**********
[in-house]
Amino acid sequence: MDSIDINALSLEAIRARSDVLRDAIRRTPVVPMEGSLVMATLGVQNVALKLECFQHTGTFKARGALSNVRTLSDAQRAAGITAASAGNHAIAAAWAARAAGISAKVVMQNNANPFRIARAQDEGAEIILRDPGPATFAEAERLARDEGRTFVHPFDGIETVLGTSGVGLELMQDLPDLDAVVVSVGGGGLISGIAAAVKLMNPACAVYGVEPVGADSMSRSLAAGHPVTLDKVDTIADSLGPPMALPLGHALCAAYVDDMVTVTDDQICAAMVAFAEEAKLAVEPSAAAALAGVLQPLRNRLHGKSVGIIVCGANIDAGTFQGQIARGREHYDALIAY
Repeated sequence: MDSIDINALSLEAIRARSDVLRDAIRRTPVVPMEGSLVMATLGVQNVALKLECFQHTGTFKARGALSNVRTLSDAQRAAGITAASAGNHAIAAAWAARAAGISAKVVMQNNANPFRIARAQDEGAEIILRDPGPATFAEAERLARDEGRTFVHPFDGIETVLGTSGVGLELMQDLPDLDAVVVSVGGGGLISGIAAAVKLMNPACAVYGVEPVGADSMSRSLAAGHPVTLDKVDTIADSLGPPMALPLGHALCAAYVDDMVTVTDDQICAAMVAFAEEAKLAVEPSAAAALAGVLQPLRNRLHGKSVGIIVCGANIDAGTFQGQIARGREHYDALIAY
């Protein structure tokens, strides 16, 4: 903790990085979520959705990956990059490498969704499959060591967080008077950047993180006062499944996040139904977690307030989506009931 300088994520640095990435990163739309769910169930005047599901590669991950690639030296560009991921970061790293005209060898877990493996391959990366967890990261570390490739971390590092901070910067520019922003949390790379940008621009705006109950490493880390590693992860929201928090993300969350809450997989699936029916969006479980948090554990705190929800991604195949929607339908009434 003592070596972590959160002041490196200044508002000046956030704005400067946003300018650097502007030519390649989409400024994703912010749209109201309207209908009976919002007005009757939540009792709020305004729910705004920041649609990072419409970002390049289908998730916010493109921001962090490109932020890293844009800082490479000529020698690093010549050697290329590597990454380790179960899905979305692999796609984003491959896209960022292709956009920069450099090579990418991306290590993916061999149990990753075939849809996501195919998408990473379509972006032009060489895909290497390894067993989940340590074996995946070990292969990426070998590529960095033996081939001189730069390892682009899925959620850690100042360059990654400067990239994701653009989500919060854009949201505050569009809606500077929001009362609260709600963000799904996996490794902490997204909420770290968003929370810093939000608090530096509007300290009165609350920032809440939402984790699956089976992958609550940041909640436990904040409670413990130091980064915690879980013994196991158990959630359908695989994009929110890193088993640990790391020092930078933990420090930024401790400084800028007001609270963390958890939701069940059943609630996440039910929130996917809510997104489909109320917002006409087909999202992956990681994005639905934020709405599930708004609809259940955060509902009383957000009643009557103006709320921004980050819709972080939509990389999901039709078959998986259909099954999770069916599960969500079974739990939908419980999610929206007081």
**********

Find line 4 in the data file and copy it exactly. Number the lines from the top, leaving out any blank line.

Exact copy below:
């Protein structure tokens, strides 16, 4: 903790990085979520959705990956990059490498969704499959060591967080008077950047993180006062499944996040139904977690307030989506009931 300088994520640095990435990163739309769910169930005047599901590669991950690639030296560009991921970061790293005209060898877990493996391959990366967890990261570390490739971390590092901070910067520019922003949390790379940008621009705006109950490493880390590693992860929201928090993300969350809450997989699936029916969006479980948090554990705190929800991604195949929607339908009434 003592070596972590959160002041490196200044508002000046956030704005400067946003300018650097502007030519390649989409400024994703912010749209109201309207209908009976919002007005009757939540009792709020305004729910705004920041649609990072419409970002390049289908998730916010493109921001962090490109932020890293844009800082490479000529020698690093010549050697290329590597990454380790179960899905979305692999796609984003491959896209960022292709956009920069450099090579990418991306290590993916061999149990990753075939849809996501195919998408990473379509972006032009060489895909290497390894067993989940340590074996995946070990292969990426070998590529960095033996081939001189730069390892682009899925959620850690100042360059990654400067990239994701653009989500919060854009949201505050569009809606500077929001009362609260709600963000799904996996490794902490997204909420770290968003929370810093939000608090530096509007300290009165609350920032809440939402984790699956089976992958609550940041909640436990904040409670413990130091980064915690879980013994196991158990959630359908695989994009929110890193088993640990790391020092930078933990420090930024401790400084800028007001609270963390958890939701069940059943609630996440039910929130996917809510997104489909109320917002006409087909999202992956990681994005639905934020709405599930708004609809259940955060509902009383957000009643009557103006709320921004980050819709972080939509990389999901039709078959998986259909099954999770069916599960969500079974739990939908419980999610929206007081």